I study French and Japanese Studies, and my Second Year of University has just come to an end. Throughout summer 2017, I’ve been working as an Undergraduate Research Scholar after I was awarded a summer placement through the College of Arts and Law Undergraduate Research Scholars scheme. The scheme arranges for Undergraduates at the University of Birmingham to work with an established researcher on a specific project over the summer. It’s great for your CV, and you are paid for undertaking the placement.
My work has focused on researching the French Caribbean director Euzhan Palcy and her 1983 film Rue Cases-Nègres (pictured below) under the guidance of Dr Louise Hardwick, who is running a major research project on French Caribbean literature and film, funded by the AHRC, the UK government Arts & Humanities Research Council.
In addition to studying articles and chapters about Palcy and the film, I’ve taken part in a workshop for local school teachers who would like to integrate French Caribbean materials into their teaching. I’ve also spent time at the British Library in London getting to grips with their archives, where I unearthed some fascinating newspaper articles.
Not long ago, in partnership with the University, extracts from Rue Cases-Nègres were screened at a public film workshop at Birmingham’s Mockingbird Cinema. So I went down to the Custard Factory in Digbeth where Mockingbird is based to interview one of the directors, Alper Dervish, to get his take on screening unique films, collaborating with the University of Birmingham and Birmingham’s independent cinema industry more generally.
At one point, The Mockingbird was a theatre. Then two years ago it was taken over, and began to transition into a full-time cinema. Alper told me there has been a growing trend for independent cinemas over recent years, but stressed the importance of having a unique selling point. This is especially true if you’re showing mainstream blockbusters, because customers need an incentive to choose to go independent. For The Mockingbird, their key selling point is the proper chef-cooked food and range of beverages, making for a more mature film experience than popcorn and a coke.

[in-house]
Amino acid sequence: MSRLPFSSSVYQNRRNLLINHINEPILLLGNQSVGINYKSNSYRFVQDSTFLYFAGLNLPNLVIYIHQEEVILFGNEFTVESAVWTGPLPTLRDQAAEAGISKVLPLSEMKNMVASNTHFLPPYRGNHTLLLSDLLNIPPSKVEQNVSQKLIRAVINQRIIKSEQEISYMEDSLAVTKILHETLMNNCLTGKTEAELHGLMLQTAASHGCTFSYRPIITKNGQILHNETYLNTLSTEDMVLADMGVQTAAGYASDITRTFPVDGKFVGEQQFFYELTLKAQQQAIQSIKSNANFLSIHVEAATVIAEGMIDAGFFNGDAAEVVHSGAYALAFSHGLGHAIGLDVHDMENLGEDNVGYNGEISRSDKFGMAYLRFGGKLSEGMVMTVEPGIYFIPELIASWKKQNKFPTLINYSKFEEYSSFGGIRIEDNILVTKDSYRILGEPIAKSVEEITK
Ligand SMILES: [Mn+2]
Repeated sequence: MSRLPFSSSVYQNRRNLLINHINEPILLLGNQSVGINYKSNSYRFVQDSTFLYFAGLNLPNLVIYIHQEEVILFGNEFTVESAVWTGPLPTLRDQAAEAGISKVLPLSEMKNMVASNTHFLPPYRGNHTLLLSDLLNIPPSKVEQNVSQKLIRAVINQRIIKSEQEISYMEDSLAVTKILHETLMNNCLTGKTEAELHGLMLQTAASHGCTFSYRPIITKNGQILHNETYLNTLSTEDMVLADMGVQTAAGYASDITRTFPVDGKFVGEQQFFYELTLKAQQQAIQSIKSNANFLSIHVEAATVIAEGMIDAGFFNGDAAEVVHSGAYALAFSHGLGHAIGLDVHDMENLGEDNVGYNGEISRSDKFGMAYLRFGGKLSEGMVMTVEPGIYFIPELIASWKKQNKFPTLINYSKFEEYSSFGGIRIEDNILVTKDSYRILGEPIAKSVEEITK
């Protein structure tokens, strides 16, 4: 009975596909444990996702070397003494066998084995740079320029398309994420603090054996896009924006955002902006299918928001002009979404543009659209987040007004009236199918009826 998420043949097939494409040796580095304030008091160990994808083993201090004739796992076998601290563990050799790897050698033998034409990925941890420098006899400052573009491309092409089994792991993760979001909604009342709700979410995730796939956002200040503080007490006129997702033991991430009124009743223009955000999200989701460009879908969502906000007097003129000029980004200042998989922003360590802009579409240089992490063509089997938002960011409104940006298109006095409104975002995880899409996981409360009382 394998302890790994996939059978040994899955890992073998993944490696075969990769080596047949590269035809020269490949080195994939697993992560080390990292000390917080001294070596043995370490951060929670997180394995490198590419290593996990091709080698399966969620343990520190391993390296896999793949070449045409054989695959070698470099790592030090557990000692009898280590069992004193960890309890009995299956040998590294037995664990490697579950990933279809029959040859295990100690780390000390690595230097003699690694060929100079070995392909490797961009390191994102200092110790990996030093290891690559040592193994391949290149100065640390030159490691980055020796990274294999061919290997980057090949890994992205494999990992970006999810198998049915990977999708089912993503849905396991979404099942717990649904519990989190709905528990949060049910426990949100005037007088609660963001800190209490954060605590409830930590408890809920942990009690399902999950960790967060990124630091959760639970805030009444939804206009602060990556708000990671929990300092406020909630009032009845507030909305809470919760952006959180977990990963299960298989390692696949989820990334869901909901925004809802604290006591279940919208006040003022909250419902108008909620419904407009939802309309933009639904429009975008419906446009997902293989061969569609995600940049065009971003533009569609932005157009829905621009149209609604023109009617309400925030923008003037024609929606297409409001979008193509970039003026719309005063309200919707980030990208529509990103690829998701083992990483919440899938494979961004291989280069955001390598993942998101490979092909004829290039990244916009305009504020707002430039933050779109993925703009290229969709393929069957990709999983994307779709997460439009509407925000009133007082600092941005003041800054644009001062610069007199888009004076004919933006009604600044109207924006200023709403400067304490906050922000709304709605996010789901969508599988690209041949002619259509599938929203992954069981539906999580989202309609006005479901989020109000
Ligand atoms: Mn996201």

Additionally, innovative formats are used to create ‘Event Cinema’, as opposed to a standard screening. For example, one of Alper’s personal favourites has been their sold-out screening of Sister Act with a live gospel choir!
Another example is the widely talked about Harry Potter marathon weekend this summer. Social media buzz and local newspaper publications have meant this event has sold out twice, with minimal advertising from The Mockingbird themselves. Of course, the people attending this event have likely watched the Harry Potter series multiple times already. Alper pointed out that they come for the experience, to share a film series they love with other fans – and they even come in fancy dress sometimes! This is a key part of The Mockingbird’s appeal. With other events, such as quizzes and appreciation nights, The Mockingbird is very aware of the power of the ‘fan club’.
With regard to the screening of cinema in French from the Caribbean and Africa, Alper says the cinema is happy to show anything providing there is an audience willing to watch. Despite the perceived obscurity of a film, there is often strong public interest for foreign films such as Rue Cases-Nègres and collaborating with the University of Birmingham can be a way to reach new audiences who might not otherwise think about visiting Mockingbird. The Mockingbird shows many non-English films, and generally always favours subtitles over a dubbed version. This, Alper explains, allows native speakers a chance to enjoy a film in their own language, as well as the English viewers.
It is still early days for The Mockingbird, but in the future Alper hopes to continue to innovate as an independent business and develop their audience.
This is an exciting venue – and one Brummie gem that I’m glad to have discovered!
(Mockingbird Interview 26/07/17)